15 77 CTCAE Symptoms Identified Abdominal painDepressionEdema – LimbHot flashesMyalgia Rash Urticaria Acne Dermatitis (Radiation) Ejaculatory dysfunction Hyper- pigmentation Nail changes Rash: Hand- Foot Vaginal discharge Alopecia/hair lossDiarrhea Epistaxis (Nosebleeds) HypohidrosisNauseaRigor/chills Vaginal dryness Amenorrhea Distension/ bloating, abdominal Erectile dysfunction Incontinence, anal Neuropathy- sensory Skin Breakdown Vision – blurred AnorexiaDizzinessFatigue Incontinence, urinary OdorStriaeVoice changes Anxiety Dry mouth/ xerostomia Flashing lights Injection site reaction Orgasmic dysfunction Sweating diaphoresis Vomiting Arthralgia (joint pain) Dry skinFlatulenceInsomniaPain Taste alteration Watery eye Bronchospasm, wheezing DyspareuniaFloaters Irregular menses Painful urination Tinnitus Decreased concentration ChelilitisDysphagiaGynecomastia Libido PalpitationsTremorDepression 2 ConstipationDyspnea Heartburn/ dyspepsia Memory impairment Photo- sensitivity Urinary frequency Nail changes 2 (color) CoughEasy bruisingHiccoughsMucositis/ stomatitis Pruritus/ Itching Urine color change Nail changes 3 (shape)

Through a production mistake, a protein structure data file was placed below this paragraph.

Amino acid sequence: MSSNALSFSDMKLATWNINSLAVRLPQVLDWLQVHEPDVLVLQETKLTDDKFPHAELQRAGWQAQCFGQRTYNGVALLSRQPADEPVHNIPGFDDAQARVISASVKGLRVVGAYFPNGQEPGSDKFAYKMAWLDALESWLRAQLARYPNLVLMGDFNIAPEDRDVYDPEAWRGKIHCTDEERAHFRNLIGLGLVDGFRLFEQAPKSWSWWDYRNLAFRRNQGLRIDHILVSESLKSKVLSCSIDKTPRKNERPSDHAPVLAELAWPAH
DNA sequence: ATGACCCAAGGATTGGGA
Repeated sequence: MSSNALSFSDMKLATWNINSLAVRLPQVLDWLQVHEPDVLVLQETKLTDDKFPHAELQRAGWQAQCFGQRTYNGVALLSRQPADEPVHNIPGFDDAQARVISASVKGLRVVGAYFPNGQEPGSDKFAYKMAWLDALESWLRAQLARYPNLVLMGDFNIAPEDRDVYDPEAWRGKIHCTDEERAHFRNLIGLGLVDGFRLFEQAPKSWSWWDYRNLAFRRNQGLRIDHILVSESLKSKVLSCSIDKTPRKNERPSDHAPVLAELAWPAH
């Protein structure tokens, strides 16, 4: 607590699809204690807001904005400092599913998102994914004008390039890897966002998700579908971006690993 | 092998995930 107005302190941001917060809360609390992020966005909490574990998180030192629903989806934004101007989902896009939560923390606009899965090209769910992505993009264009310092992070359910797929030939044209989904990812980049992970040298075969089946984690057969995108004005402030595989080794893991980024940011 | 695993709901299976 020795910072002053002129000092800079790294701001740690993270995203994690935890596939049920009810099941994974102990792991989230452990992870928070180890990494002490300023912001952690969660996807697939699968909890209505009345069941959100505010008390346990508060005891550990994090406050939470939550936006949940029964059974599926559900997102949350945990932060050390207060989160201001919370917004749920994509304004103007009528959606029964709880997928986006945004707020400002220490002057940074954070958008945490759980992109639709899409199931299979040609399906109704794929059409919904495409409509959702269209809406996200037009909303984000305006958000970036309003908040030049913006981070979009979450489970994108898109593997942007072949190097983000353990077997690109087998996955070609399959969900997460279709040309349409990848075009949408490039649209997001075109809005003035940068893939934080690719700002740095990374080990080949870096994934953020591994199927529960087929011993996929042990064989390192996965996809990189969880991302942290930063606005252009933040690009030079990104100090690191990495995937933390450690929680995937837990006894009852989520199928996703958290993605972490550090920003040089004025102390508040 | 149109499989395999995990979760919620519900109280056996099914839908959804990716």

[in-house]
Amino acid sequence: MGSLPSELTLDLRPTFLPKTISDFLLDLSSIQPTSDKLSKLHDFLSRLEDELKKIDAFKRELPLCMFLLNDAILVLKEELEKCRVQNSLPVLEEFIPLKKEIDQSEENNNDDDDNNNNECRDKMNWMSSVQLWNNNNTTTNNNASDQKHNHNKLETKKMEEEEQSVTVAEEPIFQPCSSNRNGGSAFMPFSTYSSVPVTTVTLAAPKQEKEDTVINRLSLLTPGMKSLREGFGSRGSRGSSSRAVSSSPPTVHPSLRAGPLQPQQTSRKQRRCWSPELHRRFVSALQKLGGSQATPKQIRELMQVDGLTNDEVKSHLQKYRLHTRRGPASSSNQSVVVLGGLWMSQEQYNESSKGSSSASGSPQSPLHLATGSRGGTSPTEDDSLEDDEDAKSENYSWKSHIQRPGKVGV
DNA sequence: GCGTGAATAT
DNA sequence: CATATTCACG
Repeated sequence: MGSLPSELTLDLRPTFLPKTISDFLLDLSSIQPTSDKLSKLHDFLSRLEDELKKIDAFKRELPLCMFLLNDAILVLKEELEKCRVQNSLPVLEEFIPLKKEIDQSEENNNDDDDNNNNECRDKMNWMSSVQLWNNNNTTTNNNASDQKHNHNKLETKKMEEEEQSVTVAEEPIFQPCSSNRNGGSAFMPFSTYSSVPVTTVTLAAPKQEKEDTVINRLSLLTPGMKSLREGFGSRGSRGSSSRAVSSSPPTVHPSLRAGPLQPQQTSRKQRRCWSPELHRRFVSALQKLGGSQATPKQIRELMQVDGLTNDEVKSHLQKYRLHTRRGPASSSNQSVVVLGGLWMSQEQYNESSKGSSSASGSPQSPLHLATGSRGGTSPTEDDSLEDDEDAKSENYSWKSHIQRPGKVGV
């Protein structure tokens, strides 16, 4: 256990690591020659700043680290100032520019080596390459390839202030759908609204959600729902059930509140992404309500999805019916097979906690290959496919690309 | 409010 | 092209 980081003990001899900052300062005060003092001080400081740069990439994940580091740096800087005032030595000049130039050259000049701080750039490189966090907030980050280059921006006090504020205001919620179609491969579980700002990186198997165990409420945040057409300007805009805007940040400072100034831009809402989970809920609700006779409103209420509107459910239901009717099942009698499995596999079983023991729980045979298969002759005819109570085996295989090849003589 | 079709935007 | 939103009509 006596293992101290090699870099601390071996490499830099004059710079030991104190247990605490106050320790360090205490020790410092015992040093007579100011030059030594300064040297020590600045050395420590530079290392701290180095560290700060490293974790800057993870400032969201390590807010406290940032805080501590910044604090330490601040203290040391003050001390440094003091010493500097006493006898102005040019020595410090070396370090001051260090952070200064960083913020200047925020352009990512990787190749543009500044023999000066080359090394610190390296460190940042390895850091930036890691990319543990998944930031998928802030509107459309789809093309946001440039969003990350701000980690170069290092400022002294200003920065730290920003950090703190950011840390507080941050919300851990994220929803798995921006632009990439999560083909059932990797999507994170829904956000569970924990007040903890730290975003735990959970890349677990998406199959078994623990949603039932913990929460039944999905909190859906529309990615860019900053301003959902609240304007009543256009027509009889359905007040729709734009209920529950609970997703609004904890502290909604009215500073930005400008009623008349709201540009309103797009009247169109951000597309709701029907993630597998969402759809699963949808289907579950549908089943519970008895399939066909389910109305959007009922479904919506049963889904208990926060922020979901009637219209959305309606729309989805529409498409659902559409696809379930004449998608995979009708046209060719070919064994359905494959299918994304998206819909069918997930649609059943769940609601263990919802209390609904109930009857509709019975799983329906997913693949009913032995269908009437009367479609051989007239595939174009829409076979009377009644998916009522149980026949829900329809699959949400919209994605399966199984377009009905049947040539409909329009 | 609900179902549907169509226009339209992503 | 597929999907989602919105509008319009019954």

16 Possible Attributes of Each Symptom Frequency Severity Interference with usual activities Present/Not present Separate items for each attribute – Between 1 and 3 attribute items per symptom – Selected based on attributes included in original CTCAE items, and nature of each symptom – 122 total items representing the 77 symptoms

17 Methodological Development Content validity study – Cognitive interviews Measurement properties study – Validity, reliability, sensitivity, recall Platform “usability” study Feasibility study

18 Platform: Form Builder

19 Platform: Patient Interface

20 Platform: Study Calendar

21 Summary Patient self-reporting is the gold standard for symptom assessment Guidance for developing and administering PRO instruments is available in the FDA document The PRO-CTCAE provides a lexicon of adverse symptom items which are being developed in keeping with rigorous methodological criteria